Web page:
BHS Students Should Stand for the Pledge of Allegiance


Editor’s note: As with all Opinion stories in The Eagle’s Cry, the views in this story are those of the writer, and do not represent the views of BHS teachers, administrators, or The Eagle’s Cry staff.


“Black Lives Matter. All Cops Are Bad. Antifa.” 

“Pro-military. Pro-life. Pro-president.” 

We may be a particularly divided nation at the moment. But, no matter what you believe, we all stand under the same flag. The American flag. With all of the problematic division and destruction going on in our country, as an American you still have to respect our flag…for what it represents.


Our ideals–equality, freedom, and justice for all.

Those who have died for these ideals.

As divided as we all are, we are still one country, one united people. This is why we should respect something as simple and pure as our Pledge of Allegiance. 

Students here in Bethpage High School seem to be questioning, figuring out where they stand in the great divide.  According to eyewitnesses, some BHS students have been sitting during our nation’s pledge of allegiance. Many seem ignorant of what the words “I pledge allegiance to the Flag of the United States of America and to the Republic for which it stands, one nation, under God, indivisible, with liberty and justice for all” really means. 

As disrespectful as it is, some people do not see a problem with sitting. Let me be clear: one of the freedoms mentioned in “what our flag represents” above is the freedom to sit during the pledge.  But that doesn’t mean you SHOULD sit, just because you CAN. 

Those who sit for the pledge seem to line up with those who believe they are changing the course of history through civil unrest, protesting false pretenses such as “systematic racism.” Those who sit for the pledge make themselves look like fools in front of the entire school, just like the multi-millionaire athletes who beclown themselves in front of millions upon millions each weekend. That being said, everyone has their own views on our country and the current times, and I have to respect that. But I don’t have to agree with it.

Anonymous BHS interviews with pledge-and-flag-loving students reveal that what they see is disgusting and disrespectful. 

“It is a shame that people are taking their freedoms and privilege to live in the United States for granted” said a source from Bethpage Senior High School.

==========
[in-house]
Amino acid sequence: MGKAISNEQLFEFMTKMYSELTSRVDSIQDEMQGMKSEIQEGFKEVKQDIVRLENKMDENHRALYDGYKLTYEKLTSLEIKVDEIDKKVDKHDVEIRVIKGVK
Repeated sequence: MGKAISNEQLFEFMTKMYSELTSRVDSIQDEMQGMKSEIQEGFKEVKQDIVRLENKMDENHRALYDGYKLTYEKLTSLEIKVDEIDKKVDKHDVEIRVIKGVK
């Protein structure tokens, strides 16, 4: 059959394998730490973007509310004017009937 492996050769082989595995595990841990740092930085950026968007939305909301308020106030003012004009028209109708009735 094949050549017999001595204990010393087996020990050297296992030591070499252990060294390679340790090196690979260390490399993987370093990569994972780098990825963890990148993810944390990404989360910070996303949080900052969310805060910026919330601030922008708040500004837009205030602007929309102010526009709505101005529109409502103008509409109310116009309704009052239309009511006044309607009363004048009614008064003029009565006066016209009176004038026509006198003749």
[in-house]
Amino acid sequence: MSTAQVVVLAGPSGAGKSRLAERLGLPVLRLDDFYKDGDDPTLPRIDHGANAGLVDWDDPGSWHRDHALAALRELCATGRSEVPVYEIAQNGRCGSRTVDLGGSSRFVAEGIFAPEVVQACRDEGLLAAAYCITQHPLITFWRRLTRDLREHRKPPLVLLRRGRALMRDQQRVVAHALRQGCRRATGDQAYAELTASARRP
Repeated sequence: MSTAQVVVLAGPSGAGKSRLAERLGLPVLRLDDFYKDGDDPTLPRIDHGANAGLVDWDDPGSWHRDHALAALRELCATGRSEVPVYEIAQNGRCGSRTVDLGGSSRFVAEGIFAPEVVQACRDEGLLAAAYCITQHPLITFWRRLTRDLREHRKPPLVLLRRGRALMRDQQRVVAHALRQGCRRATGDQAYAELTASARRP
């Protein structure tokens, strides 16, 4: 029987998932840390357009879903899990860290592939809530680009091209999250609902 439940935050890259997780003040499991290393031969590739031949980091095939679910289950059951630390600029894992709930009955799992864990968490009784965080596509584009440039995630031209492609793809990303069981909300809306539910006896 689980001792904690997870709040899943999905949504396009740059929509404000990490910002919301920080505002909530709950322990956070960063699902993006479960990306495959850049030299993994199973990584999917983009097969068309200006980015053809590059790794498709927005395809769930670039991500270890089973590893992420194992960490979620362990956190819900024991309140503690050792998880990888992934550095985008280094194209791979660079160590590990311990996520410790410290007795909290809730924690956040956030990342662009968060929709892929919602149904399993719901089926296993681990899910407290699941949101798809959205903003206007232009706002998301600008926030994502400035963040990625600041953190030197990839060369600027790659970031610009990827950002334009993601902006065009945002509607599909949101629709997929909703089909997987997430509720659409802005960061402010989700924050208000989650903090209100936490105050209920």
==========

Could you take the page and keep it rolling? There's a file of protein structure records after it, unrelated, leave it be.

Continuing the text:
It’s a bit ironic that the flag and the ideals it stands for guarantee freedom of speech, yet some express these freedoms by disrespecting it. It is a form of abusing your own rights as an American. The decision to sit seems unpopular in right-leaning Bethpage High School.

With every opinion or view, there is always another side. I thought a number of interviews might reveal the other side for me, and for my readers.

From conversations with more left-leaning students and teachers, I found there is reasoning and purpose behind expressions of their freedom of speech. It doesn’t seem as vulgar as it first seemed. Some sit as silent protest for “blatant discrimination that occurs within our country,” as one BHS student said; they also said that there is no “liberty and justice for all.” Perhaps sitting for the pledge is done in hopes that they might “educate the people on their views and to look at different political and civil stances.”

This is also using their First Amendment rights to show their positions on present-day America. With all of the craziness going on in today’s society, they hope to “spark a change within” to show Americans of all race, color, religion and background that we are all truly equal….that we have to be brothers and sisters.

BHS teacher Ms. Way said, “When someone engages in an action, we may not like it, but we can’t criticize a person for doing what their conscience tells them to do–especially if the action is legal and upheld by the very document that is the foundation for our freedom (our Constitution).  The pledge itself says, “with liberty and justice for all”–it seems a little hypocritical to require someone to stand for a pledge that basically says that they have the freedom not to.”

The dilemma in today’s America is clear. To most, standing and saluting the flag is a part of a daily routine. To others, it is exercising their first amendment rights.

No matter which option you choose, there is common ground to be found for Republicans, Democrats, Independents, etc. We live in a great country. That the American people can exercise their First Amendment right to freedom of speech is proof of the enduring strength of America. 

Correct or incorrect, offensive or not offensive, believing or not believing….we are all one. We all live under the same American Flag. Without that flag, we would not be able to express ourselves or protest, so while you’re here, respect and love it.